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For example, here: this video contains some NSFW language.
This way, we think you’ll be able to best decide what you can read in your cubicle, and what you should check out at home before you click on a post with four-letter words, and we can reserve the right to display NSFW material if necessary for the purpose of the review. Good? Great. Hit the jump.
Keri Hilson’s long been one of my favorite female pop artists out there, mostly because I almost automatically esteem the songwriters who give other people their words before they hit as solo acts. In Hilson’s case, those words became “Gimme More” and “Break the Ice” for Britney, the great “Ice Box” for Omarion, and part of Ludacris’ “Runaway Love.”
But she’s clearly got some stuff left for her debut album, which has been delayed ad infinitum (this is the third single to come from it, but the first to crack the Top 20 of any chart), considering the sharp writing here. She deftly flips from turn-ons to turn-offs, sexy and strong throughout.
It even crossed my mind that her verses make this sort of a bizarro, club-ready “Fallin’,” especially the “better recognize a real woman,” because, surely, this song demands that you respect Hilson rather than salivate over her.
Oh, and then there’s Lil Wayne’s low, humming verse, which races along with the thrumming, head-bob-ready beat beautifully. (More on the beat: it’s smartly dropped from time to time, and a smart key line showing up every so often; Polow Da Don is rapidly approaching a monopoly on this sort of underproduced, infectious wonder as other producers search for the right bombast.)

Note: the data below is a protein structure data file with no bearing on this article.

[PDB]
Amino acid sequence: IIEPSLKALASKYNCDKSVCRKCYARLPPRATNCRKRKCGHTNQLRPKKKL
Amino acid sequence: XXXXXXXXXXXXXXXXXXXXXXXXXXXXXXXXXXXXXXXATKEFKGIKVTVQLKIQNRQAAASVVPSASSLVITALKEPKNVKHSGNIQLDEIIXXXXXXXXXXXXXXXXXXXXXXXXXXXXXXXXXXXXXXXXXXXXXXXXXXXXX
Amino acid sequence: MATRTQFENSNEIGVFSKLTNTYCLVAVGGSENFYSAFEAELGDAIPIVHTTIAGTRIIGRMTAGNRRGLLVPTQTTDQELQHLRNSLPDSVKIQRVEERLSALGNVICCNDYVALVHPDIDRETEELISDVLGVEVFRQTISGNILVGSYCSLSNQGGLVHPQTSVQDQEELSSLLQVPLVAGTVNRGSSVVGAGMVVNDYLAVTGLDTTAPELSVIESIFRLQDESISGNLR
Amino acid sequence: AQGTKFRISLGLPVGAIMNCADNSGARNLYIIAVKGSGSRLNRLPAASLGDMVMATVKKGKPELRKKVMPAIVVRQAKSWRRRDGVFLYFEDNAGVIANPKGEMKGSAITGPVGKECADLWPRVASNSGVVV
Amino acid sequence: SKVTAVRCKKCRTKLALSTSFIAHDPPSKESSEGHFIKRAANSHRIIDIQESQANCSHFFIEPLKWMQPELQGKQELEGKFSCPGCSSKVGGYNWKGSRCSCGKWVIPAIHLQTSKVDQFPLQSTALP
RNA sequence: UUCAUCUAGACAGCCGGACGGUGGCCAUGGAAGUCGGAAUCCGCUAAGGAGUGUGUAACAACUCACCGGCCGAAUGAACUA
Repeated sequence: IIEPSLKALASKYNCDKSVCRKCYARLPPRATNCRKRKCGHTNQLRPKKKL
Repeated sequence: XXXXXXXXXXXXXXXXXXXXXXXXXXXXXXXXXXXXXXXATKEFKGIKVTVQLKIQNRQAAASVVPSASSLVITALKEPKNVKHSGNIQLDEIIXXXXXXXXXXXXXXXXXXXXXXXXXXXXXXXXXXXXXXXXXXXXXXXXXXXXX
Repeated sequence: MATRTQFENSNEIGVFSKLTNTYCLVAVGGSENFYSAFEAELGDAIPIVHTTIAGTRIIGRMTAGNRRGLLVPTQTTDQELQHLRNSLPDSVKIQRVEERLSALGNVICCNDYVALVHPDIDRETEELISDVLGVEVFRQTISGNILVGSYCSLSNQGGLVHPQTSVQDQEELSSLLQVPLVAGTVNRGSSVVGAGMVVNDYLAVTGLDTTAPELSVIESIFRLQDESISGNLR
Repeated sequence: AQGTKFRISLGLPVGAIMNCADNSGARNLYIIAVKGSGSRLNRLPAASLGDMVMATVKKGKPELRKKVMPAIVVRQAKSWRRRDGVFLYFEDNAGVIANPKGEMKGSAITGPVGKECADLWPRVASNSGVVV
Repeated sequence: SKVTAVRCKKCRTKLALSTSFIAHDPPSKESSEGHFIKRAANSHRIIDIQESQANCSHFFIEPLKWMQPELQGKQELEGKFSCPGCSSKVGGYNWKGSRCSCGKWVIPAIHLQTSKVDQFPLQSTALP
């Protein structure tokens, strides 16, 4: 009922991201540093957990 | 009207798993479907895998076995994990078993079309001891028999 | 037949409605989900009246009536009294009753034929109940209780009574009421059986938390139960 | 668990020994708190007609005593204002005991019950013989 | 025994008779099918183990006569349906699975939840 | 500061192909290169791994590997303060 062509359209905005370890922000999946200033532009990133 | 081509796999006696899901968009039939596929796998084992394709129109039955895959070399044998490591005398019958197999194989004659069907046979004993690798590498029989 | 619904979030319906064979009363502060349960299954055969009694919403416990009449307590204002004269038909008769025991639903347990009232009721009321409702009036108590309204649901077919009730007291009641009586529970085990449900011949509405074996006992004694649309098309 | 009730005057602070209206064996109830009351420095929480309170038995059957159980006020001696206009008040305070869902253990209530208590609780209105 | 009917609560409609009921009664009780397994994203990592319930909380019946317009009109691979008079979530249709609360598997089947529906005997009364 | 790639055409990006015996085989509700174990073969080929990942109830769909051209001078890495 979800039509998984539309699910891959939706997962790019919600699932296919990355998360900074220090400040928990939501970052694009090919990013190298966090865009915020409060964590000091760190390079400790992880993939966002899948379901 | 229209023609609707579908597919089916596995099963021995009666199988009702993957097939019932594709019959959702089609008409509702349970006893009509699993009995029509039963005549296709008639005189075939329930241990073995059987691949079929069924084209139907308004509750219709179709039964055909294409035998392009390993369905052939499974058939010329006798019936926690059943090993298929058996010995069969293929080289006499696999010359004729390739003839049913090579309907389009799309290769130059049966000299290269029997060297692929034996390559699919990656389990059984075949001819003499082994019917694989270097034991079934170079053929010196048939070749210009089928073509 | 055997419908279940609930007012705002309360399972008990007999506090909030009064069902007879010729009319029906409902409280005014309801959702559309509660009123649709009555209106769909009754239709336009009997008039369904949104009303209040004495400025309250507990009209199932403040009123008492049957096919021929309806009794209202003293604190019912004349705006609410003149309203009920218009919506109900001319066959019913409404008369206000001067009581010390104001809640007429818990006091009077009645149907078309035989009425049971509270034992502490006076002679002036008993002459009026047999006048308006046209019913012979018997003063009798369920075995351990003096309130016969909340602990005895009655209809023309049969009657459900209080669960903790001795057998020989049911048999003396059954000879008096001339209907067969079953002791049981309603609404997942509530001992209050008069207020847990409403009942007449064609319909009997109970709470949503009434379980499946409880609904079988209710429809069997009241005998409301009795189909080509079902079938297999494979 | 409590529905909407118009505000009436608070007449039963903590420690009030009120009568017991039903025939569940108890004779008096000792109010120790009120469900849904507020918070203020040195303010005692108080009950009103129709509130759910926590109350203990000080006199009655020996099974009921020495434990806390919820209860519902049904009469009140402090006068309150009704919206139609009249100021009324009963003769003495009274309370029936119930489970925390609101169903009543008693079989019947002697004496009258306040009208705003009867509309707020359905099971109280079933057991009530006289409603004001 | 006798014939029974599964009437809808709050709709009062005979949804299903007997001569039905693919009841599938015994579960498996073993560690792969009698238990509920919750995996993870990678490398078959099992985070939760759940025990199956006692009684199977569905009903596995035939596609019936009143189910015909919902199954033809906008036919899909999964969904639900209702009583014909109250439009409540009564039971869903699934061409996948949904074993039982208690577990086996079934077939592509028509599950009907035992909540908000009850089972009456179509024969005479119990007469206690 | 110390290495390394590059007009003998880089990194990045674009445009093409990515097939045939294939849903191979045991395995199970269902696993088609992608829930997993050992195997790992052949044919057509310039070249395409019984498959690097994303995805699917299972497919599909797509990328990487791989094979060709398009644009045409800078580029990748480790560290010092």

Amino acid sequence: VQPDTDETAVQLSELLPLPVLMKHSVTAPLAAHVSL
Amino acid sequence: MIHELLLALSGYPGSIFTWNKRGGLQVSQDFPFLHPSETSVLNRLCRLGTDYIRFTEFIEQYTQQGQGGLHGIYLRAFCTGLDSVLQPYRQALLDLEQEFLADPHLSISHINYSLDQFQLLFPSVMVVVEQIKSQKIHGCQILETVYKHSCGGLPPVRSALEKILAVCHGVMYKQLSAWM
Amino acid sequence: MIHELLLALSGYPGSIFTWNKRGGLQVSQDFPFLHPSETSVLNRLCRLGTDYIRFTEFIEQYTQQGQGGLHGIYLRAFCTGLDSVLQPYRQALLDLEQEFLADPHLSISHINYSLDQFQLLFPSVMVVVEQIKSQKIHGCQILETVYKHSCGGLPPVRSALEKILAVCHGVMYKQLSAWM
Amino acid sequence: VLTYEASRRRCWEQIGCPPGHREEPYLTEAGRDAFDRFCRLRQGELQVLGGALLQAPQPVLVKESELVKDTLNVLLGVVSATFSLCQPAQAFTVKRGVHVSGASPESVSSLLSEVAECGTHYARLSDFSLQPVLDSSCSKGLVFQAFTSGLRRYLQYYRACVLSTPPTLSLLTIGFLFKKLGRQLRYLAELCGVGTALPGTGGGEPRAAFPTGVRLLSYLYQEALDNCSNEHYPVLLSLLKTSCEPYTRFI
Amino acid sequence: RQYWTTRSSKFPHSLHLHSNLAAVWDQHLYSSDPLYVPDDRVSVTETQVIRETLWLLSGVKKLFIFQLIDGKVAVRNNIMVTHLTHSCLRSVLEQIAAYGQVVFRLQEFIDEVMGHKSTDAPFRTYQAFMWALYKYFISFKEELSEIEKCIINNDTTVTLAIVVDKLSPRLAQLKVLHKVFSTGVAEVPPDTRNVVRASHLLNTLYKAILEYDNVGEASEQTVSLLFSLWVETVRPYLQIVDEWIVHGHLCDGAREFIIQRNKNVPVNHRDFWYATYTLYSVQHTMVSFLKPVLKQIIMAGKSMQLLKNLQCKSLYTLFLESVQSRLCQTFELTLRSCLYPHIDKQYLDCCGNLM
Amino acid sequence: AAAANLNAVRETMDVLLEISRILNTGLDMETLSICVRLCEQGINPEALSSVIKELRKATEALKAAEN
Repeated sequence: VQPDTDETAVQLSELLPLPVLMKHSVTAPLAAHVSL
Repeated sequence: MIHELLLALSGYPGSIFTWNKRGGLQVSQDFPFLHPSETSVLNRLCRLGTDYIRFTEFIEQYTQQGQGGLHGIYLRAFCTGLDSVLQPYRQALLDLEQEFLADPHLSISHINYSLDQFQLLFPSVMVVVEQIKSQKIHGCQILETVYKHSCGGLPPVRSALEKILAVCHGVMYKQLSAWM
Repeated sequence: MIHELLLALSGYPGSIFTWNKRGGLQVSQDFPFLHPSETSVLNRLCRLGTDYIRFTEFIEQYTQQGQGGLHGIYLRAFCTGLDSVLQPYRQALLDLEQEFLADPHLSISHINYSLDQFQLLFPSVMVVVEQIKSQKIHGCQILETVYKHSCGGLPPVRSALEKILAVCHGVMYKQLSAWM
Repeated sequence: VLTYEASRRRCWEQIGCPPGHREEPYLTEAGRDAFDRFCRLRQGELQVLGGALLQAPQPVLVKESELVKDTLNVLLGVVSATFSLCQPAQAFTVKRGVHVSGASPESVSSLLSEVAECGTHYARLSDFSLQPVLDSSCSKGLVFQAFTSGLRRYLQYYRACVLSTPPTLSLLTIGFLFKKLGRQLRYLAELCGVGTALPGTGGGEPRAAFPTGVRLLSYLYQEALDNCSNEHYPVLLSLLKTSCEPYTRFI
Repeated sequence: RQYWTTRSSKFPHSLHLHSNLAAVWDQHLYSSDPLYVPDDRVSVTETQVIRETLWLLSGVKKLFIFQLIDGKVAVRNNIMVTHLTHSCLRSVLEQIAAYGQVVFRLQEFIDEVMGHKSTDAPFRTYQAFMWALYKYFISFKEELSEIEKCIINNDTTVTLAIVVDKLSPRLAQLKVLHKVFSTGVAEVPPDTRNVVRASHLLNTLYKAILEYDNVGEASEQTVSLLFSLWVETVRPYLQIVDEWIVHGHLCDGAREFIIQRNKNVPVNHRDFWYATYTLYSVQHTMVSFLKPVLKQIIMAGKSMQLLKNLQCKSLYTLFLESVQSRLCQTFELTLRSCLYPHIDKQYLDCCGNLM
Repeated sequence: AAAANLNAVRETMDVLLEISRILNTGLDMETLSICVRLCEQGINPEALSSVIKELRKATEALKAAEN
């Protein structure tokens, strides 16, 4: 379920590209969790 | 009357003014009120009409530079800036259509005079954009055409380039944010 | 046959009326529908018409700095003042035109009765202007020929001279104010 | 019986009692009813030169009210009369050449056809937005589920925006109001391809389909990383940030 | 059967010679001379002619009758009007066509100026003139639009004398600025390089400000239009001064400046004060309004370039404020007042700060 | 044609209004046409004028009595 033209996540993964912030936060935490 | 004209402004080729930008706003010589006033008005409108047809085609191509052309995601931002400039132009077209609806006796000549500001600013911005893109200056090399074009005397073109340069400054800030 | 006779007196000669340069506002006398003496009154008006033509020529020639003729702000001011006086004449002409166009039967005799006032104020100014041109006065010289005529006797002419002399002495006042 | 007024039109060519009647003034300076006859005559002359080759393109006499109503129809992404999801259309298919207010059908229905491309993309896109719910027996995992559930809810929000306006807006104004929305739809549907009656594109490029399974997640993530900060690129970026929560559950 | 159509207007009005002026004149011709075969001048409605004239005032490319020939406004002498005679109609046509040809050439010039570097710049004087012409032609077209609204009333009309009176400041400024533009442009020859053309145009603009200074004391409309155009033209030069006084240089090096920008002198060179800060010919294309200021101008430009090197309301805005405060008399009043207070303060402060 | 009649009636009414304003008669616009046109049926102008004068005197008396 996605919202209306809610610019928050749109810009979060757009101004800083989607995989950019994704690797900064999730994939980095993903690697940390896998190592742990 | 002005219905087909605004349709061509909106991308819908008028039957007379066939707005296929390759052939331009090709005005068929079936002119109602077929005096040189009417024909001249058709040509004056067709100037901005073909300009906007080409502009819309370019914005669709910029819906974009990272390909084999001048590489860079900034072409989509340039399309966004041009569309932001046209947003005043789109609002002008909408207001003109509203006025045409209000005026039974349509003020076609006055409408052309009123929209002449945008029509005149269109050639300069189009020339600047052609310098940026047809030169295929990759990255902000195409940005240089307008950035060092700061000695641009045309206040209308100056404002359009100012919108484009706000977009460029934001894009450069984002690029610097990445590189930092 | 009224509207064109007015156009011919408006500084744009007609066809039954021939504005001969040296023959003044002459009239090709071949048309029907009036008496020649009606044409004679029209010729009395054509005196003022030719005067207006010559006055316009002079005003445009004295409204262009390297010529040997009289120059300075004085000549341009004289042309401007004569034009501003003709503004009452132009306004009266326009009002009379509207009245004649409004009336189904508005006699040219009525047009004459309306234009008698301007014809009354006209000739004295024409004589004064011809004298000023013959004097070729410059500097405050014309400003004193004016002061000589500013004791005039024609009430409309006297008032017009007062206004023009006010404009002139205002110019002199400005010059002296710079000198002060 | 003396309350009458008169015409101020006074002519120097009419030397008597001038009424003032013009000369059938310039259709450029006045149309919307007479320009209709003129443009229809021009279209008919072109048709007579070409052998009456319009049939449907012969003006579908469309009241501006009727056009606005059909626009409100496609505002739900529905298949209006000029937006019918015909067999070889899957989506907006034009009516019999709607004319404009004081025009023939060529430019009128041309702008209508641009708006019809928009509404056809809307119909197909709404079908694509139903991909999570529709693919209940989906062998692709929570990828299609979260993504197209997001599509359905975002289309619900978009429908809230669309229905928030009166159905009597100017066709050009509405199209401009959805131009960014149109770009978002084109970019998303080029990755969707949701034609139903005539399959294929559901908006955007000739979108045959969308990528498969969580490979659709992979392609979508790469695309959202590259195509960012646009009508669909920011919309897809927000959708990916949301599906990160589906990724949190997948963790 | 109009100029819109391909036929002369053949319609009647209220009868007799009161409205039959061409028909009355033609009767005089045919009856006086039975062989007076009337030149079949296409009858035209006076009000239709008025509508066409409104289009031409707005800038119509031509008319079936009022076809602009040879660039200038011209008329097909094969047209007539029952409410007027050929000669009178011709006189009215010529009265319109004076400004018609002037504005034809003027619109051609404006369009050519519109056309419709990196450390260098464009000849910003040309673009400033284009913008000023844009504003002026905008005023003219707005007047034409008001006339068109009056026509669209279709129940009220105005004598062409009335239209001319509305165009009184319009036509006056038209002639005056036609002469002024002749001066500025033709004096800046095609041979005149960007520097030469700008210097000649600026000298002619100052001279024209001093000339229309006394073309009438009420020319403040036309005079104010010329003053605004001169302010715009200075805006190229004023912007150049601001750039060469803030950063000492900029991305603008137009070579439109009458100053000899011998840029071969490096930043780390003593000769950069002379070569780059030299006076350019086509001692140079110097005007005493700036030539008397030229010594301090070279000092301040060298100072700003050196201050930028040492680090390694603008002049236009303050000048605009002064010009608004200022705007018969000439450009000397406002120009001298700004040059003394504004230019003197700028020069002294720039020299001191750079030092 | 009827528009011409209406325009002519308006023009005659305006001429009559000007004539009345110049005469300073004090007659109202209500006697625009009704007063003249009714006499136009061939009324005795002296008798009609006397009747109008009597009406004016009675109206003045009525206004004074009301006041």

Sure, Wayne trots out the tired alien metaphor and “make it rain,” but also calls his ice “albino white,” says “I hope your piranha bite,” and basically fills all the nooks and crannies of the beat with his voice and some light Auto-Tune. If he was only rapping “banana” over and over in the same tone, it would sound just as perfect for the beat; lost in some of the unfounded claims of Wayne as Best Rapper Alive is how good, technically, he really is, and he’s put on a clinic on beat-riding and voice control here.
The fear I have with Dwayne Carter at this stage in his career is that in taking on so many guest verses, he’s exhausting his or his pen men’s tank, and that he’s going to go from murdering beats to leaving songs DOA. He does far more than that here, and, matched with Hilson’s slinky singing, makes this song a banger.
I’ve played this about thirty times in the last two days. You will, too.